I’ve never watched SOYLENT GREEN because I know how it ends. Dumb. If you are like me and have avoided watching the movie because you know the big twist (which I won’t give away on the odd chance you’ve never heard of the film), rectify that mistake. Because while I knew where SOYLENT ended up, I had no idea that journey there was going to be so interesting.
First, this is a detective film inside a dystopian. Charlton Heston plays Detective Thorn, and he is every bad cop ever. He steals from crime scenes, he smacks suspects around, he smacks women around, he sleeps with the dead man’s woman, he starts using the dead man’s apartment as his own place, and he’s insubordinate. He’s a horrible dude, but he’s not presented as a horrible dude. Instead, he’s all of these negative traits are depicted as if they’re what everyone does. It’s a smart bit of world-building. I just read a book (which I won’t name) that had to do world-building and they made it so heavy-handed that it nearly took me completely out of the story. Just because you’ve designed a world doesn’t mean we need to hear every last damn line from your notes. We don’t. Build worlds by showing us the least amount we need to see to get the point and then expand on it after the foundation has been established, but only when it’s done in service to the story.
The book I read was like, Here’s some history of this world. Me: How does this relate to the plot? Book: Here’s some more history. Me: But how does it–?Book: HISTORY! In contrast, SOYLENT GREEN (directed by the talented Richard Fleischer) builds the world through the story, not outside of it. When Thorn shows up at the luxury apartment where the murder has taken place, he’s more interested in raiding the place than he is doing that thing detectives do when they stand over a body, stare at it knowingly, pull up their pants, and kneel to get a better look. But while I’m thinking Thorn is an ass for stealing, I start noticing what he’s stealing, which includes a bar of soap that he looks at as if it’s the Holy Damn Grail. Items that we take for granted, like strawberries and hot water, are luxury items and Thorn is reacting as our proxy in this world.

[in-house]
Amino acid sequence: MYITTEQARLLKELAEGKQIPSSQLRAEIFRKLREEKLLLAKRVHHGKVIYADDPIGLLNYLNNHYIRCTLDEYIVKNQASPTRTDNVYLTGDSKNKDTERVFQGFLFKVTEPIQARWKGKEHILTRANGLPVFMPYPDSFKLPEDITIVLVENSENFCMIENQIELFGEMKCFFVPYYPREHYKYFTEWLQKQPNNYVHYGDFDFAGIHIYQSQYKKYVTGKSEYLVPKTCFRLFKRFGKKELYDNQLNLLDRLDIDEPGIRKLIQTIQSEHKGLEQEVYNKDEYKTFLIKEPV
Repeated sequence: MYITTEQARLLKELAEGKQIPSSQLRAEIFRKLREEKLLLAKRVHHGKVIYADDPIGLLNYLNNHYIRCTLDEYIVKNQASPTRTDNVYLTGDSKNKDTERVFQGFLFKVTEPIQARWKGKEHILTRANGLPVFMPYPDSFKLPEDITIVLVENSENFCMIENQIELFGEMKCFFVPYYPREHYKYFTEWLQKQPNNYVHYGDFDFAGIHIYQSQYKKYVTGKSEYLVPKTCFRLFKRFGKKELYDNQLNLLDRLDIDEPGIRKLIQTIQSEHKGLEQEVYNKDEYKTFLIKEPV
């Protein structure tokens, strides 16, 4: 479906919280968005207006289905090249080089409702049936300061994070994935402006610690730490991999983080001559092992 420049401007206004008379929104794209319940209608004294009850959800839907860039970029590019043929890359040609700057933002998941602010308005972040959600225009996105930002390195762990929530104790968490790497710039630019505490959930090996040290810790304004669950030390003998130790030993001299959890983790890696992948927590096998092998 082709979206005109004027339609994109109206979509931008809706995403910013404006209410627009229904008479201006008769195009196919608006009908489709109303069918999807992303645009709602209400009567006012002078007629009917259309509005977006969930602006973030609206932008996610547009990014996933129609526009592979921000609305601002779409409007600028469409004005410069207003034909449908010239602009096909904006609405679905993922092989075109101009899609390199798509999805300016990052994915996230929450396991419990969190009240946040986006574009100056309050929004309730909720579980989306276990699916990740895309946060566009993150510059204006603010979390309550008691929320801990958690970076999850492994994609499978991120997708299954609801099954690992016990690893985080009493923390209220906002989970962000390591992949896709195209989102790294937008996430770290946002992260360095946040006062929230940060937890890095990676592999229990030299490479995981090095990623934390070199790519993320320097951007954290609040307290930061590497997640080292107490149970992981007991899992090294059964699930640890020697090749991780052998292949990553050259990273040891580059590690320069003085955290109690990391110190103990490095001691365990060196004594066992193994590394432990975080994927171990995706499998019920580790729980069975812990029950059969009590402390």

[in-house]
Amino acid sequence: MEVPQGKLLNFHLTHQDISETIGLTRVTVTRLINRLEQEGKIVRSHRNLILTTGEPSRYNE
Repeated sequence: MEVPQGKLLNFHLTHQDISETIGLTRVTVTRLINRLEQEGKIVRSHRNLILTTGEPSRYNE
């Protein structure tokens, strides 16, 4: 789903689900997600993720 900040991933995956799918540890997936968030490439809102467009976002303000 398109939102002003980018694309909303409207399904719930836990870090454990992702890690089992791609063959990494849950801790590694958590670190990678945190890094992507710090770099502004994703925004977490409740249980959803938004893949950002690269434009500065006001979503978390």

Another example of worldbuilding comes in the treatment and depiction of women. The dead man’s girlfriend isn’t actually his girlfriend. She’s essentially a slave that comes with the apartment. Women in her position are referred to as “furniture,” which is every bit as horrible as it sounds. Lest we start thinking Thorn is some kind of hero, he comes to the apartment one night and orders her into bed, then has sex with her. It’s pretty horrible, but this is a horrible world, and that Thorn isn’t a hero helps make his growing investment in the story all the more compelling. (Repeat after me: no one needs to “relate” to the lead, we just need to find them compelling, and Thorn is compelling.)There’s two Hollywood legends in supporting roles in SOYLENT GREEN: Joseph Cotten and Edward G. Robinson, in his last role. (Also, Dick Van Patten, Brock Peters, and Chuck Connors.) There’s a scene of assisted suicide that is damn near beautiful, with the witnesses overcome as the dying individual is played off this mortal coil with images from the natural world that used to be. SOYLENT GREEN is a highly compelling film about ugly people in an ugly world. Good movie, and currently streaming on HBO Max.
2 thoughts on “Soylent Green: A Mark Bousquet Review”
Heston says that Edward G. Robinson told him (Heston) just before the filming of his death that Robinson was dying of cancer. So Heston’s reaction is more reality than acting considering they knew each other since Ten Commandments (roughly 20 years earlier).
Great post. Amusingly, every person I’ve gotten to see this over maybe 20 or so years has had that same reaction where they all know the ending, but they get floored by seeing the entire film. That said, the post-2001 era was pretty stellar for the genre. Rollerball, The Terminal Man, Silent Running, Soylent, The Andromeda Strain, Westworld and quite a few others all hold up as a few personal faves.